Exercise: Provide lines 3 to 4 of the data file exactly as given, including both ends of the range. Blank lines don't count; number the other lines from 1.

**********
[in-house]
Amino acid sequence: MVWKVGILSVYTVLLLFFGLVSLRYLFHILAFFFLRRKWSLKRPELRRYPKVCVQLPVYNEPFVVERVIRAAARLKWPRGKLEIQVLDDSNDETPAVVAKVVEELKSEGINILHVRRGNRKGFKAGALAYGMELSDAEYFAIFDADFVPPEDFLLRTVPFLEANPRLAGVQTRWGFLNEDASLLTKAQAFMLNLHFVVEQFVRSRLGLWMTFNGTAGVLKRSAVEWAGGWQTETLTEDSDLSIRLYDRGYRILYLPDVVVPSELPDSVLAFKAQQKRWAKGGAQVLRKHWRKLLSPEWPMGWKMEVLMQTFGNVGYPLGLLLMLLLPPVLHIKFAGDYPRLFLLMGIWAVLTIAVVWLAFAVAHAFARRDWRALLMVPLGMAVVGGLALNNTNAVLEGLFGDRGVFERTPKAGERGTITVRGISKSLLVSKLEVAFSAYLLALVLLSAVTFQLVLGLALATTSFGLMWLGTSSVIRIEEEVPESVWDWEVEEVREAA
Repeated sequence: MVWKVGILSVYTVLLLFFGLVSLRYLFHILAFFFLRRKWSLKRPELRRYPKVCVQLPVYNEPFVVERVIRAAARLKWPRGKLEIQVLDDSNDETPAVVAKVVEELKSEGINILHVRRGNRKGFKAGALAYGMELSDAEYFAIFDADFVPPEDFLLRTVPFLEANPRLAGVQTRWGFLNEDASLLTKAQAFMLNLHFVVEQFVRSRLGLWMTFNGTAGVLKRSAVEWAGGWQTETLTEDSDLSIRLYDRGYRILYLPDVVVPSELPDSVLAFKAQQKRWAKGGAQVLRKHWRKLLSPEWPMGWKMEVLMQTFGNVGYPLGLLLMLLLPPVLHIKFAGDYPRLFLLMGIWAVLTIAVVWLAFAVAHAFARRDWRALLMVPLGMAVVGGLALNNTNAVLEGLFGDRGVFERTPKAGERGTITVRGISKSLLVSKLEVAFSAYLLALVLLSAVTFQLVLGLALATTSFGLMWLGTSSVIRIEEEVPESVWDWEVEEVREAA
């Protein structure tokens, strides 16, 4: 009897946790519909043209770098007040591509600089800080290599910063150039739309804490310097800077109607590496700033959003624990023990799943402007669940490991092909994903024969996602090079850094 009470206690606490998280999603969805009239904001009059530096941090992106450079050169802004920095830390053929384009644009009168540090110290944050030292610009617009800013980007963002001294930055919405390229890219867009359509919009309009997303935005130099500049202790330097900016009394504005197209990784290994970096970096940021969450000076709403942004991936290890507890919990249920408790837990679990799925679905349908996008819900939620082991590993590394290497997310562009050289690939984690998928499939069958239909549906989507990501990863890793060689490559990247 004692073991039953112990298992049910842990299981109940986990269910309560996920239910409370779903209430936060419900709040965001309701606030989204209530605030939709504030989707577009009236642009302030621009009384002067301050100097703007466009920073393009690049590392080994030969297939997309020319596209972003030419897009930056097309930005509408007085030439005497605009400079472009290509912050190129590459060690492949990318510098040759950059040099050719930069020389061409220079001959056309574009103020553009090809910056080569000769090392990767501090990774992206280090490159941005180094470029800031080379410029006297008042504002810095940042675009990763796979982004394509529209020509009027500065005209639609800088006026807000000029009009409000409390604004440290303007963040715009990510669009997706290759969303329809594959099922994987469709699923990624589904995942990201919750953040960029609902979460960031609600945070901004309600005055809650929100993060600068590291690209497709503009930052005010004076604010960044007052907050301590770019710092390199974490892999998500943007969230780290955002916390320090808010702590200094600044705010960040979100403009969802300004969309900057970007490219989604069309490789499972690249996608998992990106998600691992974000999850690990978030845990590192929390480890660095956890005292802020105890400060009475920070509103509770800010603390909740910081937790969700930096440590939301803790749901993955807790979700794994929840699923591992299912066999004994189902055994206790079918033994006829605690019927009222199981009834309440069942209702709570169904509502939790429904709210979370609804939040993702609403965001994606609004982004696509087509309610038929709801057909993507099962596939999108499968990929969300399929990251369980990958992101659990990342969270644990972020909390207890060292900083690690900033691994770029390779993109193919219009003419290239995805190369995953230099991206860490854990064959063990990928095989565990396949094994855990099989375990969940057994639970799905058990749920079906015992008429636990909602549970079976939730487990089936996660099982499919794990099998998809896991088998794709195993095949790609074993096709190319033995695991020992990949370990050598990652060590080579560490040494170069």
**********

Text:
Repeated sequence: MVWKVGILSVYTVLLLFFGLVSLRYLFHILAFFFLRRKWSLKRPELRRYPKVCVQLPVYNEPFVVERVIRAAARLKWPRGKLEIQVLDDSNDETPAVVAKVVEELKSEGINILHVRRGNRKGFKAGALAYGMELSDAEYFAIFDADFVPPEDFLLRTVPFLEANPRLAGVQTRWGFLNEDASLLTKAQAFMLNLHFVVEQFVRSRLGLWMTFNGTAGVLKRSAVEWAGGWQTETLTEDSDLSIRLYDRGYRILYLPDVVVPSELPDSVLAFKAQQKRWAKGGAQVLRKHWRKLLSPEWPMGWKMEVLMQTFGNVGYPLGLLLMLLLPPVLHIKFAGDYPRLFLLMGIWAVLTIAVVWLAFAVAHAFARRDWRALLMVPLGMAVVGGLALNNTNAVLEGLFGDRGVFERTPKAGERGTITVRGISKSLLVSKLEVAFSAYLLALVLLSAVTFQLVLGLALATTSFGLMWLGTSSVIRIEEEVPESVWDWEVEEVREAA
């Protein structure tokens, strides 16, 4: 009897946790519909043209770098007040591509600089800080290599910063150039739309804490310097800077109607590496700033959003624990023990799943402007669940490991092909994903024969996602090079850094 009470206690606490998280999603969805009239904001009059530096941090992106450079050169802004920095830390053929384009644009009168540090110290944050030292610009617009800013980007963002001294930055919405390229890219867009359509919009309009997303935005130099500049202790330097900016009394504005197209990784290994970096970096940021969450000076709403942004991936290890507890919990249920408790837990679990799925679905349908996008819900939620082991590993590394290497997310562009050289690939984690998928499939069958239909549906989507990501990863890793060689490559990247 004692073991039953112990298992049910842990299981109940986990269910309560996920239910409370779903209430936060419900709040965001309701606030989204209530605030939709504030989707577009009236642009302030621009009384002067301050100097703007466009920073393009690049590392080994030969297939997309020319596209972003030419897009930056097309930005509408007085030439005497605009400079472009290509912050190129590459060690492949990318510098040759950059040099050719930069020389061409220079001959056309574009103020553009090809910056080569000769090392990767501090990774992206280090490159941005180094470029800031080379410029006297008042504002810095940042675009990763796979982004394509529209020509009027500065005209639609800088006026807000000029009009409000409390604004440290303007963040715009990510669009997706290759969303329809594959099922994987469709699923990624589904995942990201919750953040960029609902979460960031609600945070901004309600005055809650929100993060600068590291690209497709503009930052005010004076604010960044007052907050301590770019710092390199974490892999998500943007969230780290955002916390320090808010702590200094600044705010960040979100403009969802300004969309900057970007490219989604069309490789499972690249996608998992990106998600691992974000999850690990978030845990590192929390480890660095956890005292802020105890400060009475920070509103509770800010603390909740910081937790969700930096440590939301803790749901993955807790979700794994929840699923591992299912066999004994189902055994206790079918033994006829605690019927009222199981009834309440069942209702709570169904509502939790429904709210979370609804939040993702609403965001994606609004982004696509087509309610038929709801057909993507099962596939999108499968990929969300399929990251369980990958992101659990990342969270644990972020909390207890060292900083690690900033691994770029390779993109193919219009003419290239995805190369995953230099991206860490854990064959063990990928095989565990396949094994855990099989375990969940057994639970799905058990749920079906015992008429636990909602549970079976939730487990089936996660099982499919794990099998998809896991088998794709195993095949790609074993096709190319033995695991020992990949370990050598990652060590080579560490040494170069």